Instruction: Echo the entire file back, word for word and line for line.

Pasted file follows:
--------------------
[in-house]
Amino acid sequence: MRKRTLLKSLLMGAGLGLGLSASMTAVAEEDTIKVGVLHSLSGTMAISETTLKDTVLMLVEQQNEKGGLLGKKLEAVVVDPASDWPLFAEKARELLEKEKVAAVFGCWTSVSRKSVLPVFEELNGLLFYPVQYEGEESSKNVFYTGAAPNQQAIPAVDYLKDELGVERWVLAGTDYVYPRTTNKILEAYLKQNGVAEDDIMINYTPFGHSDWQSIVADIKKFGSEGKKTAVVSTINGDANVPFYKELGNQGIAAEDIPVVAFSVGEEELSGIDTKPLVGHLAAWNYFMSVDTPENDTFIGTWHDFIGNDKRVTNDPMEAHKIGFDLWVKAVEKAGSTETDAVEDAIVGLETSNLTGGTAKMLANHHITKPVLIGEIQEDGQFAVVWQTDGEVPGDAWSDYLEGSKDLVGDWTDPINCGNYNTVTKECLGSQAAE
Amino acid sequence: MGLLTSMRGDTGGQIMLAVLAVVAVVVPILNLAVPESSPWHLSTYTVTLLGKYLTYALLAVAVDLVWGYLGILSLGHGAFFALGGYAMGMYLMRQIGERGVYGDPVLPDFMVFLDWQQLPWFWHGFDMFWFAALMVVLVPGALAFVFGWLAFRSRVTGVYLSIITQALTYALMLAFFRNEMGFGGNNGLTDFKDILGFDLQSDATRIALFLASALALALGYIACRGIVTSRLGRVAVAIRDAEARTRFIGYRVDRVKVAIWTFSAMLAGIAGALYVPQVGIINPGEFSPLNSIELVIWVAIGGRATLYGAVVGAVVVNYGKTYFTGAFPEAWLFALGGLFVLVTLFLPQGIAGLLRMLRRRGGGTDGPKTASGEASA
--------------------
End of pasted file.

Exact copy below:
[in-house]
Amino acid sequence: MRKRTLLKSLLMGAGLGLGLSASMTAVAEEDTIKVGVLHSLSGTMAISETTLKDTVLMLVEQQNEKGGLLGKKLEAVVVDPASDWPLFAEKARELLEKEKVAAVFGCWTSVSRKSVLPVFEELNGLLFYPVQYEGEESSKNVFYTGAAPNQQAIPAVDYLKDELGVERWVLAGTDYVYPRTTNKILEAYLKQNGVAEDDIMINYTPFGHSDWQSIVADIKKFGSEGKKTAVVSTINGDANVPFYKELGNQGIAAEDIPVVAFSVGEEELSGIDTKPLVGHLAAWNYFMSVDTPENDTFIGTWHDFIGNDKRVTNDPMEAHKIGFDLWVKAVEKAGSTETDAVEDAIVGLETSNLTGGTAKMLANHHITKPVLIGEIQEDGQFAVVWQTDGEVPGDAWSDYLEGSKDLVGDWTDPINCGNYNTVTKECLGSQAAE
Amino acid sequence: MGLLTSMRGDTGGQIMLAVLAVVAVVVPILNLAVPESSPWHLSTYTVTLLGKYLTYALLAVAVDLVWGYLGILSLGHGAFFALGGYAMGMYLMRQIGERGVYGDPVLPDFMVFLDWQQLPWFWHGFDMFWFAALMVVLVPGALAFVFGWLAFRSRVTGVYLSIITQALTYALMLAFFRNEMGFGGNNGLTDFKDILGFDLQSDATRIALFLASALALALGYIACRGIVTSRLGRVAVAIRDAEARTRFIGYRVDRVKVAIWTFSAMLAGIAGALYVPQVGIINPGEFSPLNSIELVIWVAIGGRATLYGAVVGAVVVNYGKTYFTGAFPEAWLFALGGLFVLVTLFLPQGIAGLLRMLRRRGGGTDGPKTASGEASA